By Mike Willis
This first issue of 1993 is also the first being mailed to the combined subscribers of Searching the Scriptures and Guardian of Truth. We welcome each new subscriber to our mailing list. A few words pertaining to Guardian of Truth may be in order.
Like Searching the Scriptures, Guardian of Truth is committed to teaching and defending the truth. Because we recognize our own fallibility, we provide those who disagree with us an opportunity to reply. This should not be interpreted to mean that we are irresponsibly going to publish every article we receive in disagreement with another article (for some are not worthy of publication), but we do open our doors to reasonable and responsible disagreement.
We have invited several of the regular contributors to Searching the Scriptures to be added as staff writers to Guardian of Truth. In addition to adding brother Connie W. Adams as associate editor, we have already received letters of acceptance from H.E. Phillips, Donnie Rader, J. Wiley Adams and Paul Casebolt to be added to our list of staff writers. We expect some others will soon follow. Too, we have encouraged other contributors to Searching the Scriptures also to send in articles regularly. Because of this, we think that Guardian of Truth will not appear so different from Searching the Scriptures to many of you.
Although many of our articles come from our staff, we by no means limit articles to our staff. We invite and encourage our readers to submit articles for publication.
We also have added the church ads from Searching the Scriptures to Guardian of Truth. To prevent taking too large a space in each issue for the church ads, the ads are being divided into two sections. Half of them will appear in the first issue of each month and half in the second issue. We think that this is equitable because of the in-creased circulation to which all ads will be exposed. This will allow more room for teaching and provide for a better balanced journal.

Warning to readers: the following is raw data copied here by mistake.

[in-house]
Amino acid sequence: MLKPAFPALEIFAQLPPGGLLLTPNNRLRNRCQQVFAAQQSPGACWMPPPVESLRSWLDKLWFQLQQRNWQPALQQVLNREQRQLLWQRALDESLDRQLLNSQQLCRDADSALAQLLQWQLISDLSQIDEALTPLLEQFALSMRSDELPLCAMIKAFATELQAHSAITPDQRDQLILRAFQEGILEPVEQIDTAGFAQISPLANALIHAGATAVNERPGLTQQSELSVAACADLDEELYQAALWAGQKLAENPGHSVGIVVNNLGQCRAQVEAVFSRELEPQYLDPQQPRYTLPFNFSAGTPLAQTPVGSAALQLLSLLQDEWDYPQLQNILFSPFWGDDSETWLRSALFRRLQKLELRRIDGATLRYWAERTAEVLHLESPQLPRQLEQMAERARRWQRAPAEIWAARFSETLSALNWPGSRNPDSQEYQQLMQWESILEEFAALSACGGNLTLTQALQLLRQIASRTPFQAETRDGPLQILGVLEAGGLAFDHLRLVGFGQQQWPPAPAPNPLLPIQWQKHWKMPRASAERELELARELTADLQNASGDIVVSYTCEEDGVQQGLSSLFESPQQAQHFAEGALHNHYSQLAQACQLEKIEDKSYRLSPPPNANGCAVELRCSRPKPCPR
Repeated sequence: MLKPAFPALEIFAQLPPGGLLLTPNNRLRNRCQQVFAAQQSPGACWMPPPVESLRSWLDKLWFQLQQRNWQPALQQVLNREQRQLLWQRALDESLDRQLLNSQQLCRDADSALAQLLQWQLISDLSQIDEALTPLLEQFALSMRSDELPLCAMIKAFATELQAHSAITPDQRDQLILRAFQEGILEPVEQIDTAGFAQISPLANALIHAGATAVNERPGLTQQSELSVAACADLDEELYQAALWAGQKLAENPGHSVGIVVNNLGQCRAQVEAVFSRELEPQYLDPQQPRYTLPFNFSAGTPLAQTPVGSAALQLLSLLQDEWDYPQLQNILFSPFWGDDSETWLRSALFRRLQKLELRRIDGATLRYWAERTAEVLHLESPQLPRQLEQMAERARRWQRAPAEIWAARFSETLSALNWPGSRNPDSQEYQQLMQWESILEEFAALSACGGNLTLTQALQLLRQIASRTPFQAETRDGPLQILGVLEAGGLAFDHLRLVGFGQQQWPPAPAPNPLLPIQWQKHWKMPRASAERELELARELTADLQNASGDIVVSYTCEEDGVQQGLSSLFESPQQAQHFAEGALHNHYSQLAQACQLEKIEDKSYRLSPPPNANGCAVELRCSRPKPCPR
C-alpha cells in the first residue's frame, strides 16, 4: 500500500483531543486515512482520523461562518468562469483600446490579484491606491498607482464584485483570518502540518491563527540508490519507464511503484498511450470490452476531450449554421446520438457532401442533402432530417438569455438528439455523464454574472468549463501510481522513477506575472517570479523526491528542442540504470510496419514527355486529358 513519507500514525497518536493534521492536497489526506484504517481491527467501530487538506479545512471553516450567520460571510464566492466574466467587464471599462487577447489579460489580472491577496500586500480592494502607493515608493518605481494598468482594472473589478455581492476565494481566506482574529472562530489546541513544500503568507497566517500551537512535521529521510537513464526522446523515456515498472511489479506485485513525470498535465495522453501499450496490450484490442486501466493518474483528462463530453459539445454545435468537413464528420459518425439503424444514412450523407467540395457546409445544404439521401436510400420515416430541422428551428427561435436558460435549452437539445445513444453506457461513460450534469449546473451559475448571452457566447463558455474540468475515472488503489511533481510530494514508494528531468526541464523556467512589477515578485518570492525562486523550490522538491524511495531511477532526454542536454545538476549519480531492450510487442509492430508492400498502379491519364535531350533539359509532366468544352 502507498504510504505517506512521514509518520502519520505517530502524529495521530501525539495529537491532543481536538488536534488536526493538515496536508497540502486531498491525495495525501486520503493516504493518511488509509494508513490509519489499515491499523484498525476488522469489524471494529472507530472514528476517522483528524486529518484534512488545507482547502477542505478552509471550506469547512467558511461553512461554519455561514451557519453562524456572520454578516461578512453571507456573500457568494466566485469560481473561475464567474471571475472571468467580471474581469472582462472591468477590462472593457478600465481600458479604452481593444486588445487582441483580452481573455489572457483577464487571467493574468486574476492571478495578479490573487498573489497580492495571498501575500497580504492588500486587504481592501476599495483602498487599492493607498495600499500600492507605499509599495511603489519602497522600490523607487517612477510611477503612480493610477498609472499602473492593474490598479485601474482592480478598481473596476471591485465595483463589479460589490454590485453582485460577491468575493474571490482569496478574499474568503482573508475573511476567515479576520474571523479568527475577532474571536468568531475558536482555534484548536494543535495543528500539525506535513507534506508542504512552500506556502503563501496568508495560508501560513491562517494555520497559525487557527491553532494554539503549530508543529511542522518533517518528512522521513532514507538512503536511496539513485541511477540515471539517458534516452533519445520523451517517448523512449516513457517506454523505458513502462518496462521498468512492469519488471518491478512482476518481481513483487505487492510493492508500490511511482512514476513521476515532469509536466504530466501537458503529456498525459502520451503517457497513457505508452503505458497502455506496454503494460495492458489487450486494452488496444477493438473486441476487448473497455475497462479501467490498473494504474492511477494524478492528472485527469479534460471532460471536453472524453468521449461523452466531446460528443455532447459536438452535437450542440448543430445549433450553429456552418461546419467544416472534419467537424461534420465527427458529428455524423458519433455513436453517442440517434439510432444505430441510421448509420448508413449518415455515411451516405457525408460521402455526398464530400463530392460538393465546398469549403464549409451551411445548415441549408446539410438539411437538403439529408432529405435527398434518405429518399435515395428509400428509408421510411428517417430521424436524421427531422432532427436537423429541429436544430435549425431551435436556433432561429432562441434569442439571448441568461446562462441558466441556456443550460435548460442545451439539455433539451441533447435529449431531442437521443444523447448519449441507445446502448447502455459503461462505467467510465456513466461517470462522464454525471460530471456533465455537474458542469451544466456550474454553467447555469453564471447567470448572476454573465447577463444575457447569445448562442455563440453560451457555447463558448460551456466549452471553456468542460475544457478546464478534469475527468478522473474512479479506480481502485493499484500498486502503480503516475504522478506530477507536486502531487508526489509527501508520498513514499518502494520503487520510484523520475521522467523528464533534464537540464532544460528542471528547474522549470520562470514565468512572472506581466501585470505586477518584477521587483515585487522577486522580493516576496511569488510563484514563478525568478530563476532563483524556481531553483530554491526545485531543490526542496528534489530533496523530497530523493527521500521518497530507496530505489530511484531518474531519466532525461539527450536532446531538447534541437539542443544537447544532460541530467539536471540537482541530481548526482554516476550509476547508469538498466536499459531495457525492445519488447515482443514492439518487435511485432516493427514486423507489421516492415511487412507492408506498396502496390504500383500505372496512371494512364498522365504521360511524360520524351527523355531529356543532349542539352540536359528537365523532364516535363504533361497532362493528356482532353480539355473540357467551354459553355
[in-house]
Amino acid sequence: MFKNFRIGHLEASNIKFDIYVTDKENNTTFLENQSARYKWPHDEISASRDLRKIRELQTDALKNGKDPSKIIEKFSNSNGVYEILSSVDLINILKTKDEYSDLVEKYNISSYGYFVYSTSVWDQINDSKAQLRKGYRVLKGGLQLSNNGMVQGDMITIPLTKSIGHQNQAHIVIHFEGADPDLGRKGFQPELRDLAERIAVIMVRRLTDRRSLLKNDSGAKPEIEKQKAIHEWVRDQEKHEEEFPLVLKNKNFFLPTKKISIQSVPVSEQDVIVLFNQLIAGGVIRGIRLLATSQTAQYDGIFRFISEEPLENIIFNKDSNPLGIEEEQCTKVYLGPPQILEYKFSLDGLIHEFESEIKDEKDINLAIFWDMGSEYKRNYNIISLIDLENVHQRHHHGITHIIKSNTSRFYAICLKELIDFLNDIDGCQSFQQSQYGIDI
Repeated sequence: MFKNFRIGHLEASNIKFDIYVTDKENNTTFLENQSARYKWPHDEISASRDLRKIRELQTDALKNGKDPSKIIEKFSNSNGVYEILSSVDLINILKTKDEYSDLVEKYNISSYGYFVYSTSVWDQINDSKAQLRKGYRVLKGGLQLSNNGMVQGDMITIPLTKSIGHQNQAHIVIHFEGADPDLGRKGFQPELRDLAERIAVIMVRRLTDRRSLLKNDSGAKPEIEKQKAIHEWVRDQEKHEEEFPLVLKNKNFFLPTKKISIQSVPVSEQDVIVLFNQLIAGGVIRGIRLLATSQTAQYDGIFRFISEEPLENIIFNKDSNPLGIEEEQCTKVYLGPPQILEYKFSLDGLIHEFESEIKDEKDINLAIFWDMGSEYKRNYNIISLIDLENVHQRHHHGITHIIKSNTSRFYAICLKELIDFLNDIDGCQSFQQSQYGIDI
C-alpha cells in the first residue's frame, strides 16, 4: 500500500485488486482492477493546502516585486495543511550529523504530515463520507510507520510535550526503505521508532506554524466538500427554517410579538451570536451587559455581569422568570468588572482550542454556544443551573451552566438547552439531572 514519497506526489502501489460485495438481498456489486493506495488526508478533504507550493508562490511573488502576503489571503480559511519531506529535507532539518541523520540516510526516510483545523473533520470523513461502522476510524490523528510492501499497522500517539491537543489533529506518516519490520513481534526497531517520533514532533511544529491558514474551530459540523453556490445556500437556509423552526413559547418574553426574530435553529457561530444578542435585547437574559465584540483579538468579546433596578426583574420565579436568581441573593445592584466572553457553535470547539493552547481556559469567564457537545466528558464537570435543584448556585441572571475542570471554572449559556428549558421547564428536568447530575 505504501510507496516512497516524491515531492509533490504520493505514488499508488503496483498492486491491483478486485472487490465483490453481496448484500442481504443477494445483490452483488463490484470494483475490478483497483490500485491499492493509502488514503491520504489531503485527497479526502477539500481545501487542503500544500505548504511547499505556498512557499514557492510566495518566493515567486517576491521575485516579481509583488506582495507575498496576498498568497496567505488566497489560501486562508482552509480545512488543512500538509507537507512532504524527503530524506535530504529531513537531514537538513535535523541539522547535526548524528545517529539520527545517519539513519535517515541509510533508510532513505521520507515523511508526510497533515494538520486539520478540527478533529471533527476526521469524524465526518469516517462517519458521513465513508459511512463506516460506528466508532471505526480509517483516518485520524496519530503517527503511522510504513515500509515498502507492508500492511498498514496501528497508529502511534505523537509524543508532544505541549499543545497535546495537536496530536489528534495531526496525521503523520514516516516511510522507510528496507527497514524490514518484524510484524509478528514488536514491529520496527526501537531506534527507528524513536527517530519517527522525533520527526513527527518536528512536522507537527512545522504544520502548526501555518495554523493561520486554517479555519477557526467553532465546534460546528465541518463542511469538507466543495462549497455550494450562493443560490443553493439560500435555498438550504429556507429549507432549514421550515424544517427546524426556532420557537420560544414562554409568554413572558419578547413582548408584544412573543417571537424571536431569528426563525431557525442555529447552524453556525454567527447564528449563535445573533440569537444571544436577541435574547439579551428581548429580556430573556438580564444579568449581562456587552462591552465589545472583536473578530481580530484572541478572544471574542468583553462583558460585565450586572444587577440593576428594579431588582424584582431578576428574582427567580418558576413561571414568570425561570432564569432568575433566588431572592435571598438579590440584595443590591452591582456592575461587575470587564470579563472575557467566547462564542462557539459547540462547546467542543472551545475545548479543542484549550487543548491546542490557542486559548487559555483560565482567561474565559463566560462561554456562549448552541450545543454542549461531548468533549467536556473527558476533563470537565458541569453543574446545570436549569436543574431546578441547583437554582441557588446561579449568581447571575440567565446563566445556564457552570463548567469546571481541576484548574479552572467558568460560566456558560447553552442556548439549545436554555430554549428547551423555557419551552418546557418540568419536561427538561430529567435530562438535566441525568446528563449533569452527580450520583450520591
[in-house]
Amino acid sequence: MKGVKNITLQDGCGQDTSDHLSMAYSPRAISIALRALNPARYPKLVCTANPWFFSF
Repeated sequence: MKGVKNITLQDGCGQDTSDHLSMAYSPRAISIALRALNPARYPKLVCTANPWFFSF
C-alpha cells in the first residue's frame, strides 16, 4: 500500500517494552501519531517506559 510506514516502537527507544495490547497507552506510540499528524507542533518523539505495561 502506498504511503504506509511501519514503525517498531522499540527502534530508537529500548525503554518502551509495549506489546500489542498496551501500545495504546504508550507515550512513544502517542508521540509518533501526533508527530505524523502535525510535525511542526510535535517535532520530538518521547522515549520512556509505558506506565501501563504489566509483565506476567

As a service to our readers, we continue to provide free space for churches in need of a preacher to advertise that need, preachers desiring to relocate to mention their intention, field reports from brethren around the country, notices of deaths of Christians, announcements of special series of lessons, and such like. Be sure to give us a minimum of 30 days to get these items in print. Most of the time we can accommodate brethren under these terms.
Guardian of Truth is just another way to serve the Lord. We entertain no egotistical and sinful ideas that we are controlling the brotherhood, creating a party, or otherwise dictating to the conscience of others what they must believe and practice. We make no apologies for teaching the truth and calling on brethren to align themselves with the truth. When we align ourselves with the truth, we necessarily will be standing together. When and where we are not standing for the truth, we pray that God-fearing brethren will stand against us and call upon us to repent. We promise to listen to what our brethren have to say in such circumstances and to search the Scriptures to see if the things taught are so.
We are available to serve. We invite our readers to use us in God’s service to the fullest extent possible.
It was often necessary to call on weekends or between 12:00 a.m. and 5:00 a.m. Moscow time. It is fairly easy to communicate through a fax machine. Faxed messages can be received at the central telegraph office in central Moscow. This can consume a good bit of time, but the telegraph office is near McDonalds so the trip is worth the time and effort.
Food is easy to find and fairly cheap for Americans, but not so for the average Russian. There are no American type grocery stores in Moscow. Food can be purchased from venders and at “markets” throughout the city. The variety is not as great as Americans are accustomed to, but it is food on which one can live. In the absence of large refrigerators and pantries, it is necessary to shop quite often. Some items such as bread are often purchased every day. There are “hard currency” stores throughout the city which supply a limited amount of American type food at American prices. (I was able to find Sugar Smacks at one!)
Life in Moscow moves at a slower pace than in the United States. It takes longer to do everything in Moscow than it does here. Patience is a necessary virtue. The people are not as time conscious as we are. No one is considered late unless he arrives for an appointment 15 minutes past the designated time. Life for Americans in Moscow is different, a little more difficult, but not oppressive.
The door for the gospel is open. The Russian people are genuinely interested in things spiritual in nature and eternal in consequence. But, how long will the door remain open? The Russian Orthodox Church is hard at work trying to establish itself as the official state religion. If this happens, religious persecution and intolerance may once again return to Russia. The political situation is volatile. Historically the Russian people have turned to strong individual leaders at times of crisis. If this happens the character of such a leader will determine the degree of religious freedom tolerated. The door is now open. We must take advantage of it while we can.
Guardian of Truth XXXV: 1, p.